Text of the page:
As cancer patients, we face additional skin infection threats because our well-meaning medical team is constantly poking, prodding, and cutting open our skin for tests, treatments, and surgical procedures – all while our immune system is compromised. We also get breaks in our skin due to the itchy rashes we get from medicines and surgical tape adhesive. All breaks in our skin are at risk for infection. I’m sure the steps I took saved me at least two different courses of antibiotics for minor skin problems that I “fixed” with good skin care and wound care, and I’m grateful.

Here are the steps I took to protect my skin during my chemotherapy. They are steps that apply to anyone prone to skin infections, not just cancer patients.

Step #1: I kept Mupirocin ointment on hand and used it promptly for all minor skin wounds.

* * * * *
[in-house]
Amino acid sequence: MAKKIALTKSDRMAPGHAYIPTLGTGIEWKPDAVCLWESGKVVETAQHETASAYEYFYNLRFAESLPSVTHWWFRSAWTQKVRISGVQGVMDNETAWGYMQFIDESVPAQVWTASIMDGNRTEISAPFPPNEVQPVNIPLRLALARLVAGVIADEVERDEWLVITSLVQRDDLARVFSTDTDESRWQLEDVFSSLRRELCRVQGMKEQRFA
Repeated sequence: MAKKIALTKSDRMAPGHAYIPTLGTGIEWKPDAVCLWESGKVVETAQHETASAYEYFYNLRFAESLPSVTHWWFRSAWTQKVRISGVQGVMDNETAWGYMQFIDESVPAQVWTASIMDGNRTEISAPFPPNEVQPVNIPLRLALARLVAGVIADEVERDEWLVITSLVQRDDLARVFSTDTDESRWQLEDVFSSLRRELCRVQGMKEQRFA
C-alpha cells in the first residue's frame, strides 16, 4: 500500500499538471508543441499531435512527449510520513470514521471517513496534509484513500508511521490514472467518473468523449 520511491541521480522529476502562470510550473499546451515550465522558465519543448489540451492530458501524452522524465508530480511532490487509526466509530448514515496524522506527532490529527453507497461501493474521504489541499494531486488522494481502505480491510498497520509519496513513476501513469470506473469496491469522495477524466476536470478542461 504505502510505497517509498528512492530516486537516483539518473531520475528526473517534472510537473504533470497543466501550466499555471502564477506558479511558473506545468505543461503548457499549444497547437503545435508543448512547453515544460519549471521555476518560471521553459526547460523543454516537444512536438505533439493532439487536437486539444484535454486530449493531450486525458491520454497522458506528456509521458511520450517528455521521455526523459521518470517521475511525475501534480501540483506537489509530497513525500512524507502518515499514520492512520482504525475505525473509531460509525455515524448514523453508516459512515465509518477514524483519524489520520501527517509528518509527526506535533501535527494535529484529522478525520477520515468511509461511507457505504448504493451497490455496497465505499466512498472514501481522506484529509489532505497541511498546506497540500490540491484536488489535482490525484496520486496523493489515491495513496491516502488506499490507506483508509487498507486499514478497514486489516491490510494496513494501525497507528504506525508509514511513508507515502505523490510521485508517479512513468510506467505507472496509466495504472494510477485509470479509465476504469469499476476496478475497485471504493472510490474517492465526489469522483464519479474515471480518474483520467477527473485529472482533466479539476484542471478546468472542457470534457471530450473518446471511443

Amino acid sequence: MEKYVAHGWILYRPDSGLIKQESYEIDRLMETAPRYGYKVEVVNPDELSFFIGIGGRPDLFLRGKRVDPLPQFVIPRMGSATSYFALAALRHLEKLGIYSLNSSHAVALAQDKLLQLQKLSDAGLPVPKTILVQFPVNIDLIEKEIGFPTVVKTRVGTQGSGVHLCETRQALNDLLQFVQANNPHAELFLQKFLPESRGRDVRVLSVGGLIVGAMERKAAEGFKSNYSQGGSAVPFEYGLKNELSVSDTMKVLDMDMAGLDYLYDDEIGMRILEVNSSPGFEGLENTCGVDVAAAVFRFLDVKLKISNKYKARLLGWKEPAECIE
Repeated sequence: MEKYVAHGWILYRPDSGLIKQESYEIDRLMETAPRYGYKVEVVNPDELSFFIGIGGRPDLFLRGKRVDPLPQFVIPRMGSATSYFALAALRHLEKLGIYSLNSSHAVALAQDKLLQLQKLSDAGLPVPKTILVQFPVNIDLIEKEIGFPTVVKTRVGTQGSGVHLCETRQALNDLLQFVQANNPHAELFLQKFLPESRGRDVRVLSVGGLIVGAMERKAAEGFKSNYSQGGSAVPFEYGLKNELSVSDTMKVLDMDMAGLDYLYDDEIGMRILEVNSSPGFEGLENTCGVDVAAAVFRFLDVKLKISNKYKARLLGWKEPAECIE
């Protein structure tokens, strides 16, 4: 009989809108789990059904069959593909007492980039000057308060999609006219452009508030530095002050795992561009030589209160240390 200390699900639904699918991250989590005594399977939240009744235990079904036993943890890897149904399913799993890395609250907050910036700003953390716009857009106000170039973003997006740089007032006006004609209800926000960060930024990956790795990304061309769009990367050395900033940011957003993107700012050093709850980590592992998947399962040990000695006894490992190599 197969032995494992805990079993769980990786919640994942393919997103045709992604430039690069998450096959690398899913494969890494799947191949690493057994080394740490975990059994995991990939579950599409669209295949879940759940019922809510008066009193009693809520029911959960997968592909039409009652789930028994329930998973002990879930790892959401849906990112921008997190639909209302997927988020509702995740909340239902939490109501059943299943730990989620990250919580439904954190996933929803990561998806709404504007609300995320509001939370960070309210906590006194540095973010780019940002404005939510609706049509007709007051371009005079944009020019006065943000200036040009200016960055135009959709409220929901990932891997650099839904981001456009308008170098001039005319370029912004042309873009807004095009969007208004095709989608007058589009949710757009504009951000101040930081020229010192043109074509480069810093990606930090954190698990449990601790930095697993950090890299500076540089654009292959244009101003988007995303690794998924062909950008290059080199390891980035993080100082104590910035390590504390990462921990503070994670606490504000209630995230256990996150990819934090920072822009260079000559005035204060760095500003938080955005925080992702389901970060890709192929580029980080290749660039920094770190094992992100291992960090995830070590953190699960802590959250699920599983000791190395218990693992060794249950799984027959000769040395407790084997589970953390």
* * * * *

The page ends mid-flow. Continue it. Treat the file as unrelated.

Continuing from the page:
Mupirocin is a topical antibiotic ointment that treats the most common skin infection germs called Staphylococcus aureus and Streptococcus. It is a prescription. I asked the chemotherapy nurse navigator for a prescription on my very first chemotherapy education appointment. She was unfamiliar with the medicine, telling me that my request was one she had never heard before. Comically I was given prescriptions for all sorts of strong oral medicines to counter other chemo side effects including heart burn, constipation, anxiety, nausea, etc., but not a simple ointment and advice known to effectively fight early skin infections. (Of course you would need to clear this prescription treatment with your personal treating doctors and all skin wounds during chemo need to be medically evaluated by your treating team!)